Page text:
Short-circuit evaluation

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Short-circuit evaluation, minimal evaluation, or McCarthy evaluation denotes the semantics of some Boolean operators in some programming languages in which the second argument is executed or evaluated only if the first argument does not suffice to determine the value of the expression: when the first argument of the AND function evaluates to false, the overall value must be false; and when the first argument of the OR function evaluates to true, the overall value must be true. In some programming languages (Lisp), the usual Boolean operators are short-circuit. In others (Java, Ada), both short-circuit and standard Boolean operators are available. For some Boolean operations, like XOR, it is not possible to short-circuit, because both operands are always required to determine the result.

The short-circuit expression x Sand y (using Sand to denote the short-circuit variety) is equivalent to the conditional expression if x then y else false; the expression x Sor y is equivalent to if x then true else y.

Short-circuit operators are, in effect, control structures rather than simple arithmetic operators, as they are not strict. In imperative language terms (notably C and C++), where side effects are important, short-circuit operators introduce a sequence point – they completely evaluate the first argument, including any side effects, before (optionally) processing the second argument. ALGOL 68 used "proceduring" to achieve user defined short-circuit operators & procedures.

In loosely typed languages that have more than the two truth-values True and False, short-circuit operators may return the last evaluated subexpression, so that x Sor y and x Sand y are actually equivalent to if x then x else y and if x then y else x respectively (without actually evaluating x twice). This is called "Last value" in the table below.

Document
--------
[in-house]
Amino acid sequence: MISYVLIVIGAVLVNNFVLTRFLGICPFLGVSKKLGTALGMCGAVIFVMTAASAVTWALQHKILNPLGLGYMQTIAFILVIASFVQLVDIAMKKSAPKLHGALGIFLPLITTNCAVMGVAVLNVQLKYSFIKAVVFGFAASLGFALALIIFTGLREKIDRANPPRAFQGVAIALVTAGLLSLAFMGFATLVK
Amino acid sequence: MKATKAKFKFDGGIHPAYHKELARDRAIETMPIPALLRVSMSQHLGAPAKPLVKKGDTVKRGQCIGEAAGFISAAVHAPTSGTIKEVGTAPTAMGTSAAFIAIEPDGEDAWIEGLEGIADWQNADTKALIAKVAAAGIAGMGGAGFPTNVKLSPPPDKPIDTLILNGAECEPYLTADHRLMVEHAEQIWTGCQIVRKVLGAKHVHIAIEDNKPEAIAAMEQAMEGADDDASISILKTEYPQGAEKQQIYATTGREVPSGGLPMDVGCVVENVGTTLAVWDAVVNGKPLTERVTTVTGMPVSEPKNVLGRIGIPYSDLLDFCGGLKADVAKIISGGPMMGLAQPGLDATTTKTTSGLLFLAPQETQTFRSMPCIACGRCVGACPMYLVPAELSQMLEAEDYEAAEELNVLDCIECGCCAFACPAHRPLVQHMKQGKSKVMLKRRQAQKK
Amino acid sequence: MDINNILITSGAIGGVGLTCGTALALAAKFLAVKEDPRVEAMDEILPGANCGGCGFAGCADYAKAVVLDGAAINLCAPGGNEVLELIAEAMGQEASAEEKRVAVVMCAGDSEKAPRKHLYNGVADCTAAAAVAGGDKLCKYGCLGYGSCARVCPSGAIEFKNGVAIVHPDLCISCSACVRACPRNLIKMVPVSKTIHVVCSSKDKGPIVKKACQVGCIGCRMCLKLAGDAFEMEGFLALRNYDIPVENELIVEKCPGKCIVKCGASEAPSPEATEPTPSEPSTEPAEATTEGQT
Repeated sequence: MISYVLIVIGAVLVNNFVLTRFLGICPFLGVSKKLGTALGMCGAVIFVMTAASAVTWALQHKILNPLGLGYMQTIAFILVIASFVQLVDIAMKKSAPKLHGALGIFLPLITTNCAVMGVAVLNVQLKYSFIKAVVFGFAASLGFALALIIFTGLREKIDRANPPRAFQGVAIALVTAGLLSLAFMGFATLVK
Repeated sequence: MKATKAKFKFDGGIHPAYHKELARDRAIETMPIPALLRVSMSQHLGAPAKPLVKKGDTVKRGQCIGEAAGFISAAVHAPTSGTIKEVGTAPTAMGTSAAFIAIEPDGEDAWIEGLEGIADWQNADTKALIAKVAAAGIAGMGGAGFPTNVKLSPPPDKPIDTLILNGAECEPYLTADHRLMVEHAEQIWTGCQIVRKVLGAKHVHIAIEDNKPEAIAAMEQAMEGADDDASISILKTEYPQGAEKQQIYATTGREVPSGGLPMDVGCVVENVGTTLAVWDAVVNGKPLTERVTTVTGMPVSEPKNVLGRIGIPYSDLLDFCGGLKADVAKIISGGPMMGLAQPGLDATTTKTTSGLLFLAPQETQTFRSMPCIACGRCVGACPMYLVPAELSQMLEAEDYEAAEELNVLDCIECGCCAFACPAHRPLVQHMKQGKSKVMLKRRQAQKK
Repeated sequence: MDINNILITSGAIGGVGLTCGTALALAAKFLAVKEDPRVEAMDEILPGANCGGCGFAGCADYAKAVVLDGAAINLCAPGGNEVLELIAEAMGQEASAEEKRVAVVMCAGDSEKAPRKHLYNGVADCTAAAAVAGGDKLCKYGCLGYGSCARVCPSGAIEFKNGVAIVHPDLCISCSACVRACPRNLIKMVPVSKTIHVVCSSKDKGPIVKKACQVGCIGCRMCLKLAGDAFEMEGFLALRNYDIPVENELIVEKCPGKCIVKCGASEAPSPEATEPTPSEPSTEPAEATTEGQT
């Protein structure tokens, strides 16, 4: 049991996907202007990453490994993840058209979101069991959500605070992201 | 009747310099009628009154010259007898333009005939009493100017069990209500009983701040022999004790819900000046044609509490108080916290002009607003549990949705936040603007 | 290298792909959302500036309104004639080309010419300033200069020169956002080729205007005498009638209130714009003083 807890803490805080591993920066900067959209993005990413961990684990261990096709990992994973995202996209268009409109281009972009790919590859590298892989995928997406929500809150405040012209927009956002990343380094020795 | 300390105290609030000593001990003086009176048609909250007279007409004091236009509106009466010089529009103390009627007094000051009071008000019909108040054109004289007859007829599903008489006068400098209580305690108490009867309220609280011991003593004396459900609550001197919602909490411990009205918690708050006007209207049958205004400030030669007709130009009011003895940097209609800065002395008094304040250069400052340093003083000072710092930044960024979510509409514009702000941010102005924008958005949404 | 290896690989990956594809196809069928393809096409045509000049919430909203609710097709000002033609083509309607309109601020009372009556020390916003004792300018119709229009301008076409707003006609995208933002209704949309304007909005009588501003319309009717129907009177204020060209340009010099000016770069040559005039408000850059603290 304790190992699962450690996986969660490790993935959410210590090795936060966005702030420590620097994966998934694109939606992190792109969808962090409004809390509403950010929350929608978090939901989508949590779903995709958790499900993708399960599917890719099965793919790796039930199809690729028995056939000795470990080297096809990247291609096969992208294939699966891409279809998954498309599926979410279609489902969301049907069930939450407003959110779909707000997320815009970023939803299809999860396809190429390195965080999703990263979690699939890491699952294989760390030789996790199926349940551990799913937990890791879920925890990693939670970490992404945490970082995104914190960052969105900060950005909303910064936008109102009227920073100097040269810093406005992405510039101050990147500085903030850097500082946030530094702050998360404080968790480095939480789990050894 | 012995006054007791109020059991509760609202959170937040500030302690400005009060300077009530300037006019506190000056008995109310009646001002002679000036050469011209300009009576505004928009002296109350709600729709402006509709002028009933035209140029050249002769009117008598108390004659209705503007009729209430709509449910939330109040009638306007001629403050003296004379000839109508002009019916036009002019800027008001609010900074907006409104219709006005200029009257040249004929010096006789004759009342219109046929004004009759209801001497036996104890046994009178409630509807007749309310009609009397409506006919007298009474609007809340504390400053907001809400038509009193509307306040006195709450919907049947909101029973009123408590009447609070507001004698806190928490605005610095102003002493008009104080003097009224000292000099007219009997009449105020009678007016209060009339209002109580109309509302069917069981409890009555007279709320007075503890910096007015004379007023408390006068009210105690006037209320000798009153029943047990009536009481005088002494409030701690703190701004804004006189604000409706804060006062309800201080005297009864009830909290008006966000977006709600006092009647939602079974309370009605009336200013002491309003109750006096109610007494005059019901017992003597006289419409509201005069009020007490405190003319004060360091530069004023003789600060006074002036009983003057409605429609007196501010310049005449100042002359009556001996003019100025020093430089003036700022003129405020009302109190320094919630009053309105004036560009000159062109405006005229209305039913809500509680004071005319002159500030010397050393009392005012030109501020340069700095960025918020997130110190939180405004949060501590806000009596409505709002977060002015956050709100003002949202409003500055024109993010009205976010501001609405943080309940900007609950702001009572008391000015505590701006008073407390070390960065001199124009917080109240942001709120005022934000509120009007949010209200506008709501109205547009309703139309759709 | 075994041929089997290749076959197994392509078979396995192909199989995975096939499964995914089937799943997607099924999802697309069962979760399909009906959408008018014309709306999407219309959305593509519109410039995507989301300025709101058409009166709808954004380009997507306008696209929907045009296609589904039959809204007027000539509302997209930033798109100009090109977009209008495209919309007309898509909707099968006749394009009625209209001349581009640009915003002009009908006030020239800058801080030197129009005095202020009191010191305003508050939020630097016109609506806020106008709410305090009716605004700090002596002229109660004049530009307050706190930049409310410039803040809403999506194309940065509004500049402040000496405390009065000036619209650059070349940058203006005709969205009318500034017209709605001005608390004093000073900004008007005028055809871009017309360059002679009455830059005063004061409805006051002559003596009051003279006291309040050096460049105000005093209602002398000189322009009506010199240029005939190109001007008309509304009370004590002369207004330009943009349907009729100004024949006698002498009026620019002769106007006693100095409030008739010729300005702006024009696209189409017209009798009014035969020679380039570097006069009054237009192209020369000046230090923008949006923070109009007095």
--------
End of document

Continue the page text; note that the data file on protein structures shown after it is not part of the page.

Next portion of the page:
In languages that use lazy evaluation by default (like Haskell), all functions are effectively "short-circuit", and special short-circuit operators are unnecessary.

Support in common programming languages[edit]

Boolean operators in various languages
Language Eager operators Short-circuit operators Result type
ABAP none and, or Boolean1
Ada, Eiffel and, or and then, or else Boolean
ALGOL 68 and, &, ∧ ; or, ∨ andf , orf (both user defined) Boolean
C, Objective-C none &&, ||, ?[1] int (&&,||), opnd-dependent (?)
C++3 &, | &&, ||, ?[2] Boolean (&&,||), opnd-dependent (?)
Go, OCaml, Haskell none &&, || Boolean
C#, Java, MATLAB, R, Swift &, | &&, || Boolean
ColdFusion none AND, OR, &&, || Boolean
Eiffel and, or and then, or else Boolean
Erlang and, or andalso, orelse Boolean
Fortran5 .and., .or. .and., .or. Boolean
JavaScript &, | &&, || Last value
Lisp, Lua, Scheme none and, or Last value
Lasso none and, or, &&, || Last value
M / MUMPS &, ! none Numeric
Modula-2 none AND, OR Boolean
Oberon none &, OR Boolean
Pascal and, or6 and_then, or_else6 Boolean
Perl, Ruby &, | &&, and, ||, or Last value
PHP none &&, and, ||, or Boolean
Python none and, or Last value
Smalltalk &, | and:, or:7 Boolean
Standard ML Unknown andalso, orelse Boolean
Visual Basic .NET And, Or AndAlso, OrElse Boolean
VB Script, VB Classic, VBA And, Or Select Case8 Numeric

1 ABAP does not actually have a distinct boolean type.
3 When overloaded, the operators && and || are eager and can return any type.
4 ISO Pascal allows but does not require short-circuiting.
5 Fortran operators are neither short-circuit nor eager: the language specification allows the compiler to select the method for optimization.
6 ISO-10206 Extended Pascal supports and_then and or_else.[3]
7 Smalltalk uses short-circuit semantics as long as the argument to and: is a block (e.g. false and: [Transcript show: 'Wont see me']).